I’m continually amazed by the lengths people will go to in trying to create a rational structure for irrational beliefs. As an engineer, I’m embarrassed when I find other engineers doing it. I guess that I should remember that engineers are just people, too, but it’s tough sometimes.
The situation that brought this to mind involves an internet marketer and top notch Ad Words guru that I’ve followed for years. Recently he decided to start a blog on his opinions about religion and marketing, and invited any of his followers who were interested to join in the discussion.
Well, since I’m very interested in both business and spirituality, I looked his new blog over. To my great surprise, he turned out to be a Bible literalist, fundamentalist Christian. I also found that he was drawing on information from a variety of junk “science” sources to validate his belief in the Bible’s historical accuracy.
That’s very much what an engineer would do – can’t just say he believes it, he’s got to have some support to make it seem rational to his engineering mind. Of course, since there’s little or no real science or scholarship to support him, he’s got to be creative.
I was interested in this not only because I was a fellow engineer, but because I had just finished teaching a class on the first 400 years of Christianity, focusing specifically on the widely divergent theologies that various groups taught as well as the multiple forged documents written in the names of various apostles.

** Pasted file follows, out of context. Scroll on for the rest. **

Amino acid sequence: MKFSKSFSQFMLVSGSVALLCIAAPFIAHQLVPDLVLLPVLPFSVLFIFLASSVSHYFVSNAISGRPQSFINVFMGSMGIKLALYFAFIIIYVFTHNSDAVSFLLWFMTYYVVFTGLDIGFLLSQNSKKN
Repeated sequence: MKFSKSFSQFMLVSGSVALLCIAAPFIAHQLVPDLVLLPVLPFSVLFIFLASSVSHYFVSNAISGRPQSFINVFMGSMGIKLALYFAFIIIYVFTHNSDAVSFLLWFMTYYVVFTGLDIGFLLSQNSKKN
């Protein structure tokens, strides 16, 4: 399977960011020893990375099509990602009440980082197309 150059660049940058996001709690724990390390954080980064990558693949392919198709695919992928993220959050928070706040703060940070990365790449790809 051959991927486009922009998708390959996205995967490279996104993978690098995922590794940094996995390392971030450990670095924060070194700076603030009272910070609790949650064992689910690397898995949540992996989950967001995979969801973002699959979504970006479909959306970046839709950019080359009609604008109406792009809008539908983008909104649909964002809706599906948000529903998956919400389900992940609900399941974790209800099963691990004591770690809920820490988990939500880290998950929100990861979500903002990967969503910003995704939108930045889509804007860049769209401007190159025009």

A selection of these forgeries ended up included in the New Testament. In fact, only 9 out of 27 NT books were actually written by the person whose name is on them – 7 letters of Paul (out of 13 attributed to him) and the books of Luke and Acts. But since we know Luke wasn’t an original follower of Jesus, and neither was Paul, we know that the NT books were not written by anyone who knew Jesus personally.
What is the basis for my claims about this? Over 300 years of careful scholarship by many, many qualified academic researchers, carefully archiving and cataloging all the known early writings related to Christianity. That includes all the writings of early Christian authorities, all the surviving writings of their opponents, and the writings of Greek and Jewish historians from the early period.
From that we have a consensus among the scholars as to the approximate times different documents were written, why they were written, and who did or did not write them. You can pretty much ask any academic in this field about these things and get the same answers. Unless, of course, the academic is from a fundamentalist school where the inerrant Bible is worshiped and scholarship is marginalized.
So how does this apply to my internet marketer and his blog? Well, I entered into the discussion on the comment stream, and pointed out some of the dating and authorship issues mentioned above. Mark’s gospel not written by Mark and not until about 70 CE, Matthew 10 years later, not written by Matthew, etc.
He replied to my comment by saying that the dates I had for the NT documents had been shown to be wrong, and they were actually written much earlier, and by the apostles whose names were on them. His authority for this statement? A book written by Anne Rice!
Yes, Anne Rice of the famous vampire books, the fundamentalist Catholic author of a fictionalized account of Jesus childhood. Somehow Anne Rice is smarter than 300 years of academic scholarship.
To me that’s a flagship example of the lengths people will go to rationalize their beliefs. I know if he picked his mentors and authorities for his business that way he wouldn’t be a guru, he’d be broke. Now I don’t want to pick on him, because it can happen to us, too. The challenge for all of us is to see ourselves clearly so that we don’t fall into this trap.
I call this the “Fox Mulder” syndrome. If you’re an X Files fan you remember the poster Mulder had in his office. “I Want To Believe!” We all do. That’s why regular reality checks are so important.